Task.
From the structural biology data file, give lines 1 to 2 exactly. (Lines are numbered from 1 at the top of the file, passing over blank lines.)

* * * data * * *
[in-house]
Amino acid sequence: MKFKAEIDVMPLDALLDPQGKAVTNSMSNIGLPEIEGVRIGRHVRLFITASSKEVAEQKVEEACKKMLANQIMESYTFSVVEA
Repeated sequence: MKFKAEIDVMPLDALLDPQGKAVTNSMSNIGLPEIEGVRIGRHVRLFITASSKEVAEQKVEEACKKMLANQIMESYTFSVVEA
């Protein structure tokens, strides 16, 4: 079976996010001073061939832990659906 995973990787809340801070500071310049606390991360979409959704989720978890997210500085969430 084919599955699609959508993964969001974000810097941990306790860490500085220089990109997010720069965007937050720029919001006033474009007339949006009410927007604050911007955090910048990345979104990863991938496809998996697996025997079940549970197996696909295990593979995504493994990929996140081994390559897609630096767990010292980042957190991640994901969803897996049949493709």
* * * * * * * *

[in-house]
Amino acid sequence: MKFKAEIDVMPLDALLDPQGKAVTNSMSNIGLPEIEGVRIGRHVRLFITASSKEVAEQKVEEACKKMLANQIMESYTFSVVEA